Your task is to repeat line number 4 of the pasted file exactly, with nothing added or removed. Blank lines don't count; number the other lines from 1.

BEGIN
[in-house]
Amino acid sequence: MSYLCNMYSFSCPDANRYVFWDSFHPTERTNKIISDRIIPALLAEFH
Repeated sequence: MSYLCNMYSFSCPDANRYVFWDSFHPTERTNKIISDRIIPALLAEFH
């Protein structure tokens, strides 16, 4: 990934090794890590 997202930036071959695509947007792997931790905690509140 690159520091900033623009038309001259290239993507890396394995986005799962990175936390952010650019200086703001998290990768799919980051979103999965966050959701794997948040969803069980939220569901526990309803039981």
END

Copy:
């Protein structure tokens, strides 16, 4: 990934090794890590 997202930036071959695509947007792997931790905690509140 690159520091900033623009038309001259290239993507890396394995986005799962990175936390952010650019200086703001998290990768799919980051979103999965966050959701794997948040969803069980939220569901526990309803039981």